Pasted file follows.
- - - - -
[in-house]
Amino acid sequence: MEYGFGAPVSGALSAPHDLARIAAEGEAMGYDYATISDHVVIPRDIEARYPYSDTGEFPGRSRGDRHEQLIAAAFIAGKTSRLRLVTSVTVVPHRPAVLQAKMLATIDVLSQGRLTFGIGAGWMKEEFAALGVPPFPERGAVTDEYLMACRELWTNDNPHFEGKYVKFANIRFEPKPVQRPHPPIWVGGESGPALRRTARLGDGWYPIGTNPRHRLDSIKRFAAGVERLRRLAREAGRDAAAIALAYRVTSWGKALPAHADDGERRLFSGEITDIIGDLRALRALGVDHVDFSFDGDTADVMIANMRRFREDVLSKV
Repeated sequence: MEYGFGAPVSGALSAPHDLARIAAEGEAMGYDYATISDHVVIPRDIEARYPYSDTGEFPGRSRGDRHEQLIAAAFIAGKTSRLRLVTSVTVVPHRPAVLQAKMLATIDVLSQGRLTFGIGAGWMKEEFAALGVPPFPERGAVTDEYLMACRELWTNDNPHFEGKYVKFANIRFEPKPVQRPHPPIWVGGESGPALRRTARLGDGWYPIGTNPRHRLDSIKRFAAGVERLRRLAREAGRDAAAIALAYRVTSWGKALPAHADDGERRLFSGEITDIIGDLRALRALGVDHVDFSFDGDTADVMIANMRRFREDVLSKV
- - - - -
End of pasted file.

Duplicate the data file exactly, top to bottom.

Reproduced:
[in-house]
Amino acid sequence: MEYGFGAPVSGALSAPHDLARIAAEGEAMGYDYATISDHVVIPRDIEARYPYSDTGEFPGRSRGDRHEQLIAAAFIAGKTSRLRLVTSVTVVPHRPAVLQAKMLATIDVLSQGRLTFGIGAGWMKEEFAALGVPPFPERGAVTDEYLMACRELWTNDNPHFEGKYVKFANIRFEPKPVQRPHPPIWVGGESGPALRRTARLGDGWYPIGTNPRHRLDSIKRFAAGVERLRRLAREAGRDAAAIALAYRVTSWGKALPAHADDGERRLFSGEITDIIGDLRALRALGVDHVDFSFDGDTADVMIANMRRFREDVLSKV
Repeated sequence: MEYGFGAPVSGALSAPHDLARIAAEGEAMGYDYATISDHVVIPRDIEARYPYSDTGEFPGRSRGDRHEQLIAAAFIAGKTSRLRLVTSVTVVPHRPAVLQAKMLATIDVLSQGRLTFGIGAGWMKEEFAALGVPPFPERGAVTDEYLMACRELWTNDNPHFEGKYVKFANIRFEPKPVQRPHPPIWVGGESGPALRRTARLGDGWYPIGTNPRHRLDSIKRFAAGVERLRRLAREAGRDAAAIALAYRVTSWGKALPAHADDGERRLFSGEITDIIGDLRALRALGVDHVDFSFDGDTADVMIANMRRFREDVLSKV